Source: 1. History.com | Date Updated: November 25, 2019 - great resource for Thanksgiving food.
3. History of the First Thanksgiving (historyofmassachusetts.org) - Great place to find out who was there!
Thanksgiving Trivia Part 1 - The Landing
It’s November 23. Time to think Thanksgiving thoughts. Here are your first two trivia questions . . .
1. What’s the name of the spot in Massachusetts where we think the Pilgrims landed?
New Jersey Plymouth Rock Boston Nantucket Island
2. When did they land in 1620? Nov. 11 Nov. 26 Dec. 10 Dec. 18
And the answers are . . .
1. This is Plymouth Rock. It’s where we think the Pilgrims landed back in 1620. See! It’s on the rock!
But the Pilgrims never refered to Plymouth Rock in any of their writing. The first known written reference was in 1715. That was almost 100 years later. Did they still remember, a rock?
The first documented claim was in 1741 by Elder Thomas Faunce. How did he know? He wrote about it – 121 years later!
2. The Pilgrims didn’t land on November 11th. The Mayflower was sitting in Provincetown Harbor. No Plymouth Rock – in sight! That’s when the men signed the Mayflower Compact. This photo’s the Mayflower, but it’s only a copy of the original.
It wasn’t November 26th either. There’s nothing on the calendar until December 10th. That’s when a scouting group found a good harbor on the west side of Cape Cod Bay. In between the pilgrim men sent out search party after search party looking for a great landing spot.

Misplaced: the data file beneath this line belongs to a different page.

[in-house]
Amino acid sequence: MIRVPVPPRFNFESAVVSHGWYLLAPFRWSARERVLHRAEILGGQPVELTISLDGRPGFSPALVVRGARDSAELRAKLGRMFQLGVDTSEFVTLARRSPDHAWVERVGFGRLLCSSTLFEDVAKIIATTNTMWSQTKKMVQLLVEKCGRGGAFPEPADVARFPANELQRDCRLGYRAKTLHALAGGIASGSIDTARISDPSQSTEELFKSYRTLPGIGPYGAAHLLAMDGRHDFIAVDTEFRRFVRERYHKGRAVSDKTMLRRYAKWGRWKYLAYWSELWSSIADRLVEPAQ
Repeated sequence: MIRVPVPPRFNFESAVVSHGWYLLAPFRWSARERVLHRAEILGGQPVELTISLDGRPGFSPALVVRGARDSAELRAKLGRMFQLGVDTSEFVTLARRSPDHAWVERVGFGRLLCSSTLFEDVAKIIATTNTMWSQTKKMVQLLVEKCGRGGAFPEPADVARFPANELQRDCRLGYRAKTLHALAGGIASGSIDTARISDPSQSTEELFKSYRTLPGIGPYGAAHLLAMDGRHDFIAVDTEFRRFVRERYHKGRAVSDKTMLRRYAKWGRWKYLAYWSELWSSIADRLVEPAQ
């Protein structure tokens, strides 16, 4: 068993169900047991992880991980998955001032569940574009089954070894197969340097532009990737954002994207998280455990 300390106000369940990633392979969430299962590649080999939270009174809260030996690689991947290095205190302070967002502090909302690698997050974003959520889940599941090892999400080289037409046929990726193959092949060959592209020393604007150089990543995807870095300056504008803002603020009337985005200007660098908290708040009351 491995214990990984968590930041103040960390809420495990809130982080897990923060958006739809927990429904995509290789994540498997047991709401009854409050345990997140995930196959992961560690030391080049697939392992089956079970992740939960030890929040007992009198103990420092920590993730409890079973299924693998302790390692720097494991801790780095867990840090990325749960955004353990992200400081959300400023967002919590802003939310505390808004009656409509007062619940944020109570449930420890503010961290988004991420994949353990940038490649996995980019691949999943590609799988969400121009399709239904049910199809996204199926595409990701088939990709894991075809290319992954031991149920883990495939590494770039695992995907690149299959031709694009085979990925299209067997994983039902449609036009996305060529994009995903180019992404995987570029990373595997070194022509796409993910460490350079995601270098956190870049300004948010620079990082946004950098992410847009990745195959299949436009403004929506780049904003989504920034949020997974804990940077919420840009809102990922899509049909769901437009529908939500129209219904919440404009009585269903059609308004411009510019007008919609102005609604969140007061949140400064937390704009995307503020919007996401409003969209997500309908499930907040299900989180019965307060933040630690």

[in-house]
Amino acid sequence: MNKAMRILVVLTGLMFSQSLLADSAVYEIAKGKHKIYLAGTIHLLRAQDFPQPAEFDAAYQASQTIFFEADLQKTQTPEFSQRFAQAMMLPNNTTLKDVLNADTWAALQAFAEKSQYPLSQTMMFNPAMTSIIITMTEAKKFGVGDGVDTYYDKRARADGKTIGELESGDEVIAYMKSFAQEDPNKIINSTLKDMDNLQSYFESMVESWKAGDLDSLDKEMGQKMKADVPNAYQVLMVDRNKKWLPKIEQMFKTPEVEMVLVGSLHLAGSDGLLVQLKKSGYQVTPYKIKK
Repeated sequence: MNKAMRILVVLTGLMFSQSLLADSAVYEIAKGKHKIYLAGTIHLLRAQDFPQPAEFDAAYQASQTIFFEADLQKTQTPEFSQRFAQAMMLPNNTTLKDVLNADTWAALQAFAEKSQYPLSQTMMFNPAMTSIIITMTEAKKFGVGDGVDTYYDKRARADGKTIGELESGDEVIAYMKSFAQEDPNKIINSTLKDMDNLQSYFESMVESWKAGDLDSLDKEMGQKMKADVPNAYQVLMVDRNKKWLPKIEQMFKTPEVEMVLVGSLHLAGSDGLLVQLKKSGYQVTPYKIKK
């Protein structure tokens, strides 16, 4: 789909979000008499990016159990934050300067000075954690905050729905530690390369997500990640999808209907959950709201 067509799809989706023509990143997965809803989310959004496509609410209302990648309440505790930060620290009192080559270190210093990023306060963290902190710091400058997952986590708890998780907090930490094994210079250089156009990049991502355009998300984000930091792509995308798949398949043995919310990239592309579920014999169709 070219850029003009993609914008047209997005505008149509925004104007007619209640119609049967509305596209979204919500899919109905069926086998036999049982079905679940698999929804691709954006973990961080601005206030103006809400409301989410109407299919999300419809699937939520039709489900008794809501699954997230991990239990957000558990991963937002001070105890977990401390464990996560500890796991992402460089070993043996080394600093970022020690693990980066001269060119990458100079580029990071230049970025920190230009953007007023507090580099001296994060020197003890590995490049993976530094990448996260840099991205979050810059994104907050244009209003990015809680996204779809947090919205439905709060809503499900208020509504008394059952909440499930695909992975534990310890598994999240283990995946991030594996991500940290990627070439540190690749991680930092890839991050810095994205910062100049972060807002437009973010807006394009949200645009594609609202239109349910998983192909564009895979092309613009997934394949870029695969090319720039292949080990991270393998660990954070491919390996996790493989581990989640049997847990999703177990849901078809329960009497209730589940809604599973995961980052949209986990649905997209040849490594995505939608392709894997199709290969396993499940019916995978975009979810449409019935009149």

Why? They needed a place for ships to land. They would still need supplies to come from England. Eventually they’d ship out their own goods/products to sell back to English markets.
They finally landed on December 18th, one week before Christmas of 1620. Why didn’t they land sooner? Bad weather! Can you imagine living aboard ship in December without a heater, or, trying to build new homes in the cold New England winter? YIKES!
Plymouth Harbor Source: By Linear77 - Own work, CC BY 3.0, https://commons.wikimedia.org/w/index.php?curid=34890560
Plymouth Rock: By jjron - Own work, GFDL 1.2, https://commons.wikimedia.org/w/index.php?curid=19571461
Mayflower II: By GmaJoli - Own work, CC BY-SA 4.0, https://commons.wikimedia.org/w/index.php?curid=51381537
Information Sources: 1. en.wikipedia.org
3. Mayflower Lands at Plymouth - HISTORY (This site has great photos and quick video clips)
Part 1 - The Branches of the US Military
1. Which military branch was established first?Army Marines Air Force Navy Coast Guard
2. Can you put them in order historically, first to last?
3. What is the newest branch that was founded by President Trump?
And the answers . . .
1. The Army was first to be created.
2. The Historical Order for our Military Branches
June 14, 1775 The Army’s established.
October 13, 1775 The Navy’s created
November 10, 1775 The Marine Corp are formed
August 4, 1790 The Coast Guard’s established.
September 18, 1947 The Air Force is created.
*** Bonus Question ***
Why did the US form three military branches in 1775?
We were in the run-up to the Declaration of Independence. It came out on July 4th, 1776. The Revolutionary War would soon follow
3. The Air Force Space Command was formed on September 1st, 1982. It became an independent branch, The Space Force on December 20, 2019.